Indian security forces
- Jamir Qadeem (1990): On 26 June 1990, a twenty-four-year-old woman from Jamir Qadeem was raped during a search of her neighbourhood by the BSF. Police in Sopore registered a case against the BSF in July of that year.
- Anantnag (1990)
- Chhanpora (1990): On 7 March, CRPF raided several houses in the Chhanpora locality of Srinagar. During the raids a number of women were raped. The 'Committee for Initiative in Kashmir' which visited the Valley between 12 to 16 March 1990 interviewed the victims. Rape victim Noora (24) was forcefully dragged out of her kitchen by 20 men from the CRPF and raped, along with her sister-in-law Zaina. The rape victims also witnessed two minor girls being molested.
- Panzgam (1990)
- Trehgam (1990)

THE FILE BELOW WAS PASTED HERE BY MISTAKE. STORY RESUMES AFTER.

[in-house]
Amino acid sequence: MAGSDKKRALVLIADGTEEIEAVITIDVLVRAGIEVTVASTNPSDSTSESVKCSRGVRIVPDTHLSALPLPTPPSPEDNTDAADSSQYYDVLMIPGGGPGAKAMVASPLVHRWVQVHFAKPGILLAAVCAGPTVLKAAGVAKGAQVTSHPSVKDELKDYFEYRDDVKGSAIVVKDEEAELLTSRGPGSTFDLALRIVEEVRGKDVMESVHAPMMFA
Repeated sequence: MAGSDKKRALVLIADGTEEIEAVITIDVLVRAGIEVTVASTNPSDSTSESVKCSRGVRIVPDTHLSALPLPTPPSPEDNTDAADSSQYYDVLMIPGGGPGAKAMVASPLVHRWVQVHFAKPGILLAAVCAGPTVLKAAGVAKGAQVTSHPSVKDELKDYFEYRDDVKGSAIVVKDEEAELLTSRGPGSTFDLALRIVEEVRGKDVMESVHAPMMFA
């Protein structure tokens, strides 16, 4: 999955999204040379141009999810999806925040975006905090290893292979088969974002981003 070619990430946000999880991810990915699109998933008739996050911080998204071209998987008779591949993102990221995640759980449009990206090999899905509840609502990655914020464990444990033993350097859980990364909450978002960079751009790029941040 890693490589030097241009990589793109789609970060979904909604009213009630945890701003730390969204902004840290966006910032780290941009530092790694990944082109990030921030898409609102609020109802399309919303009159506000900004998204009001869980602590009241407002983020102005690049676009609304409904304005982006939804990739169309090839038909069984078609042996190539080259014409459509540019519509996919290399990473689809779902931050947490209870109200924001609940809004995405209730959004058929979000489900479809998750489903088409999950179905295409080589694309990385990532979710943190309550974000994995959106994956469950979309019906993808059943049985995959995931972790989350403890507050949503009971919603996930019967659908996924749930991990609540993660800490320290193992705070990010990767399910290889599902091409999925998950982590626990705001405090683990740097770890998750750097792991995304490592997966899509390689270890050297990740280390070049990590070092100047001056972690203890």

- Barbar Shah (1991): A mentally ill old woman was raped by security forces in Srinagar.
- Kunan Poshpora (1991): On 23 February 1991, a unit of the Indian army launched a search and interrogation operation in the twin villages of Kunan Poshpora, in the Valley's Kupwara district. Soldiers repeatedly gang-raped many women, with estimates of the number of victims ranging from 23 to 100.
- Pazipora-Ballipora (1991): On 20 August 1991, soldiers carried out mass rape in this hamlet, which is only a few kilometres away from Kunan Poshpora. The number of rape victims in this case varied between eight and fifteen or more.
- Chak Saidpora (1992): On 10 October 1992, an army unit of the 22nd Grenadiers entered the village of Chak Saidapora. Several army soldiers gang-raped between six and nine women, including an 11-year-old girl and a 60-year-old woman.
- Haran (1992): On 20 July 1992 women were raped during an army search operation. One victim, interviewed by Asia Watch and PHR, reported being gang-raped by two soldiers in turns. Another victim in the same incident was raped by a Sikh soldier while another stood guard.